A BTZS Review of Adox Premium MCC 110 VC FB
A BTZS Review of Adox Premium MCC 110 VC FB
Back in 2005 I did an article for Photo Techniques magazine titled a Guide to Variable Contrast Papers. The papers I tested were all variable contrast, fiber based - glossy papers, which are the most popular among fine art photographers. Since that article, some of the papers I tested are no longer available. Most of the papers are available in sizes from 8x10 to 20x24 and some are available in rolls and even 5x7. I will also be doing a series of tests on graded papers.
A BTZS paper test when combined with a BTZS film test lets you find the best film and paper combination to make printing in the darkroom a pleasure. When you are no longer fighting the materials, your time in the darkroom can be more creative.
Surprisingly there are more papers available today than I had expected. The first paper I tested was Adox Premium MCC 110 VC FB, which I had not tested before. It is one of the newer papers, to come on the market and with everyone trying to say film is dead, it's nice to see support of analog photography.
I use the BTZS (Beyond the Zone System) paper testing procedure. It is the same one I use when I teach BTZS workshops. It has been written up in Phil Davis's book Beyond the Zone System and in his BTZS Workshop video. It is important to calibrate your light source and the paper you are printing on. Calibrating is important because the results from your darkroom: your enlarger light source, chemistry, water, temperature may not match those of the manufacturer and their calibration techniques. The light source and filters used can make a difference.
The enlarger used in this test has a dichroic head. Since this is the first paper test I will go into more detail.
ADOX Premium MCC 100 VC FB with Ilford Variable Contrast Filters
First you will learn how to test variable contrast filters to define the actual contrast range of your paper.
The BTZS paper test procedure is quite simple. You need a Stouffer 4x5 21-step steptablet. You place the step tablet in your enlarger just as you would any 4x5 negative. Next set up your enlarger for an 8x10 print. The 21-step steptablet is a negative that has a 10-1/2 stop range. Each step is 1/2 stop. If you do contact printing you use the same procedure using the steptablet as you would use a negative in contact printing.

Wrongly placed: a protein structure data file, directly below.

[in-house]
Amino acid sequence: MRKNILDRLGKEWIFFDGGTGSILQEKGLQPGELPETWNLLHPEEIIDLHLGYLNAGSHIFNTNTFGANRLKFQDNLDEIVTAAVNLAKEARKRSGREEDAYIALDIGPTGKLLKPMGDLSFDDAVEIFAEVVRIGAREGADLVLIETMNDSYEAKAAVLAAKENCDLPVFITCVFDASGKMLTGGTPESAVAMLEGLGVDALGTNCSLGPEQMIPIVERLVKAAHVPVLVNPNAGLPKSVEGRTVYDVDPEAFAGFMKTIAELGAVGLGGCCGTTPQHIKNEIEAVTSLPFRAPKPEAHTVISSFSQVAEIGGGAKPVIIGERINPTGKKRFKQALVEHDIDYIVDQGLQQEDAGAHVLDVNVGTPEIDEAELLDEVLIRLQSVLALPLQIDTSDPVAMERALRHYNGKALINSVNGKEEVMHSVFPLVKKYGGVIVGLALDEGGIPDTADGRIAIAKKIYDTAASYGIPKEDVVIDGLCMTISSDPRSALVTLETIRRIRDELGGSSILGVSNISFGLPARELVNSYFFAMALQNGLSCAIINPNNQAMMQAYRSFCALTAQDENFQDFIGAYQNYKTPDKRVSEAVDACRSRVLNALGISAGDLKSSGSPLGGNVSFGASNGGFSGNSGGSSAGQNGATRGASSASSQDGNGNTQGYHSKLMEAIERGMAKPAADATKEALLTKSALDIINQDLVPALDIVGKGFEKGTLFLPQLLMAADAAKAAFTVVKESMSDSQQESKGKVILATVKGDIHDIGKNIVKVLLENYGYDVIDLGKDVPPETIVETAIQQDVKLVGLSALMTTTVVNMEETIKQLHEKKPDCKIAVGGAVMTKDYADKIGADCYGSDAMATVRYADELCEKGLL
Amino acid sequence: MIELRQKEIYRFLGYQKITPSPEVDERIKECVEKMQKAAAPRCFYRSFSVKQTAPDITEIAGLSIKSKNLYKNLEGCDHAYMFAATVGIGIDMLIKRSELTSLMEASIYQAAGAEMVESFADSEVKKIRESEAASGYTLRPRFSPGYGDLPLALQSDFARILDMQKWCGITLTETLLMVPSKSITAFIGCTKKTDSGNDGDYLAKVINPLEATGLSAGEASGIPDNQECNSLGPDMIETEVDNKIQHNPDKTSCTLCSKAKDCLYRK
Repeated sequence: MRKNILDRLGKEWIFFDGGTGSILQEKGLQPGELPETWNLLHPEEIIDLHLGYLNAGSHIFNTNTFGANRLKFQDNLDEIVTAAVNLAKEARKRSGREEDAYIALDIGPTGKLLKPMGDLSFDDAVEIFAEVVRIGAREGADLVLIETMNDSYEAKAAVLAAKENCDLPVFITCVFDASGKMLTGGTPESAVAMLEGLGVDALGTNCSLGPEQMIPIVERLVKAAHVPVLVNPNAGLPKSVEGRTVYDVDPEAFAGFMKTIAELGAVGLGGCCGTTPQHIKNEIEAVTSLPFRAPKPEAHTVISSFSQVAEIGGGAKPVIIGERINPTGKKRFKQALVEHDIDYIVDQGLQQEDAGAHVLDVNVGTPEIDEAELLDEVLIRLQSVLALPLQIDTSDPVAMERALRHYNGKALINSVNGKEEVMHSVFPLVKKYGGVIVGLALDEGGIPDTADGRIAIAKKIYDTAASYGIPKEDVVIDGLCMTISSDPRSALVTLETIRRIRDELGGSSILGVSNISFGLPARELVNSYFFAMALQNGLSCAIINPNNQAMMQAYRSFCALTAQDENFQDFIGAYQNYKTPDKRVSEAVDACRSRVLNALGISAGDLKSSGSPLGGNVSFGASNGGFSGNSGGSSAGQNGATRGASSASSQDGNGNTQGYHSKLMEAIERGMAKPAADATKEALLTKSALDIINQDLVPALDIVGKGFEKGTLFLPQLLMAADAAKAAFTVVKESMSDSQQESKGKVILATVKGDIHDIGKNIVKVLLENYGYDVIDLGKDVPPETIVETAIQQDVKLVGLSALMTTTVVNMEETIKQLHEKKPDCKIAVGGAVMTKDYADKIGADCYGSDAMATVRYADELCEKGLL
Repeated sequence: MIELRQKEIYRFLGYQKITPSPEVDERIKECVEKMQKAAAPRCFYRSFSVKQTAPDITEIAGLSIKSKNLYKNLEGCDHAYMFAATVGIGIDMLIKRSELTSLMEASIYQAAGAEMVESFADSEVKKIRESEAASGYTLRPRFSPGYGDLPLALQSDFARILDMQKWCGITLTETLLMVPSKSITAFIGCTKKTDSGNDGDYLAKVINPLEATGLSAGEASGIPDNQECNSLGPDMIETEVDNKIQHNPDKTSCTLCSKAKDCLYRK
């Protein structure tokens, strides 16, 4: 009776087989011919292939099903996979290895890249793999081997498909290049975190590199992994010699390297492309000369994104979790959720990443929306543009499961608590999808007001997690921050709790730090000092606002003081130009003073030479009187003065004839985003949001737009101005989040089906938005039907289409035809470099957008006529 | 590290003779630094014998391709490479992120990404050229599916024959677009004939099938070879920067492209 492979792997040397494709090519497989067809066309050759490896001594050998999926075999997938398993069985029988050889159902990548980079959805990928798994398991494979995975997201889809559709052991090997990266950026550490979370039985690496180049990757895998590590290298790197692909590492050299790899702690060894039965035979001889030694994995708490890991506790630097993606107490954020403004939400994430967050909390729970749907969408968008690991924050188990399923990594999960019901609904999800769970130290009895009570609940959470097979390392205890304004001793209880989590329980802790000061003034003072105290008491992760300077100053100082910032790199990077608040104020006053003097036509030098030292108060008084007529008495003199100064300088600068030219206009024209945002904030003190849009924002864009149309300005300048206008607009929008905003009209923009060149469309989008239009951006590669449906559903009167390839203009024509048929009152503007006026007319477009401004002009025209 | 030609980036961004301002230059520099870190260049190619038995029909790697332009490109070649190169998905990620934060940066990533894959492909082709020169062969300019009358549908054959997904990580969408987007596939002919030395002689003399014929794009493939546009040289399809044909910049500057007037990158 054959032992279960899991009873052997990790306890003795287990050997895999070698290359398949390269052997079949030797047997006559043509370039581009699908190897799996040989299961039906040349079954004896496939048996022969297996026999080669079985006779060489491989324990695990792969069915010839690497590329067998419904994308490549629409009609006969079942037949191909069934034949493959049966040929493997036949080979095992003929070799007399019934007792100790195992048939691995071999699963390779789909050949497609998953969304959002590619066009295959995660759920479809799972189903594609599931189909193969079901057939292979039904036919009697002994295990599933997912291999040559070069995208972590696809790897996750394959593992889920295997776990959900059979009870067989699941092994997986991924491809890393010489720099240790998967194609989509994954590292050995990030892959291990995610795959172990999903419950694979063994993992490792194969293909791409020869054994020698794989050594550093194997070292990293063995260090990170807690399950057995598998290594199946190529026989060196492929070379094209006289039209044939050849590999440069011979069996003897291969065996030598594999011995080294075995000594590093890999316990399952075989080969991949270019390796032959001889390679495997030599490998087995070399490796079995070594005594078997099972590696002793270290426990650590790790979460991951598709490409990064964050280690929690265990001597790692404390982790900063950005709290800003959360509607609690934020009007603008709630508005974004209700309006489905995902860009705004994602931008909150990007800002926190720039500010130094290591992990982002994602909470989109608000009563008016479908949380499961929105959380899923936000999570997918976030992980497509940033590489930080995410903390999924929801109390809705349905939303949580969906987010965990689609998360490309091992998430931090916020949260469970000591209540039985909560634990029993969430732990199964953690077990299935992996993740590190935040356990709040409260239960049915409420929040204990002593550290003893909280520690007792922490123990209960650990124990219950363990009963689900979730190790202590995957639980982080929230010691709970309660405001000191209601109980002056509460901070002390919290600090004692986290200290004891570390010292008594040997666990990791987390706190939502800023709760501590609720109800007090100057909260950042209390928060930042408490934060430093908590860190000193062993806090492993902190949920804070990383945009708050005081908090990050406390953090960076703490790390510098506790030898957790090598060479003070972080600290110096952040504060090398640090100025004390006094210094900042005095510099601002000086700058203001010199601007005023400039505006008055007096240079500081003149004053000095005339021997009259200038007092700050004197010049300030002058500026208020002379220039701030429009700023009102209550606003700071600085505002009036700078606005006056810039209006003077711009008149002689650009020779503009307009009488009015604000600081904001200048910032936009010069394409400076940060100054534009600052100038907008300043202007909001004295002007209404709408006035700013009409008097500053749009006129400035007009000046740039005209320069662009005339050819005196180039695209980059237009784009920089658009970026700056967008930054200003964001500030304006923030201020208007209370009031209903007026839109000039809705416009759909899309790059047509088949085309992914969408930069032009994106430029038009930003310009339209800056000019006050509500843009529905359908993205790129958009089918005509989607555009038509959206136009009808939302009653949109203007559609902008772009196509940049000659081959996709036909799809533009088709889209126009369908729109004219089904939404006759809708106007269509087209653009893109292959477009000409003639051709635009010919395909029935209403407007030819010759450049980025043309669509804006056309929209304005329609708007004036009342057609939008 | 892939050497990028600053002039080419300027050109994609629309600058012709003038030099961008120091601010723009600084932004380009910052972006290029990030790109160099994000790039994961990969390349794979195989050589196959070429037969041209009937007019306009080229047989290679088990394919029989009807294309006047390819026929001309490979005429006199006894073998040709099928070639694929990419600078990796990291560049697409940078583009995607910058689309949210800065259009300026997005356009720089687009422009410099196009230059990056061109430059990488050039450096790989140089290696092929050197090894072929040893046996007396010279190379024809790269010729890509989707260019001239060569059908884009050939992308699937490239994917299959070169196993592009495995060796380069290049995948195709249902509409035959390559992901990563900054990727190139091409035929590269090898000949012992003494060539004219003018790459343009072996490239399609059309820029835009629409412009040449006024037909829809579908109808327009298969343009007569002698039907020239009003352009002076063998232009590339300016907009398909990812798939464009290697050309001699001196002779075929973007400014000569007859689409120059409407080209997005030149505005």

Start with an exposure lets say 15 seconds at f/8. The chemistry I used for this test was Ilford Multigrade paper developer diluted 1+9. The stop bath was Ilford Ilfostop (odorless stop bath - a lot easier on your nose). The fixer was Ilford Hypam Fixer.
Now make your first exposure and process your paper. For the first exposure use the Grade 2 filter. After you process your first print, look to see if you have black steps that you can't see a difference and white steps that you can see a difference. I like to get tones out to about step 17. If you find you only have tones out to lets say step 12, then 17 - 12 = 5. So you are 5 steps short and since each step is 1/2 f-stop that means you need to increase you exposure by 2-1/2 stops. If you find you have tones through step 21, then you need to decrease your expose. Reduce your exposure and try again.
Once you find a good exposure, write down all the information: enlarger height, lens used, f-stop, exposure and the chemistry you used. This gives you a starting point for this and future tests. Then do the same exposure for the rest of the filters. For this test I used the Ilford variable contrast filters: grades 00, 0, 1, 2, 3, 4 an 5. For the Ilford filters grades 4 to 5 you need to double your exposure. The prints are then washed for 5 minutes and then air dried. This test should take less than one hour from start to clean up.
First you need to give the WinPlotter program a reference by entering the densities (transmission densitometer) of each step of your step tablet. Now we measure each step on our test prints using a reflection densitometer and this information is entered into WinPlotter.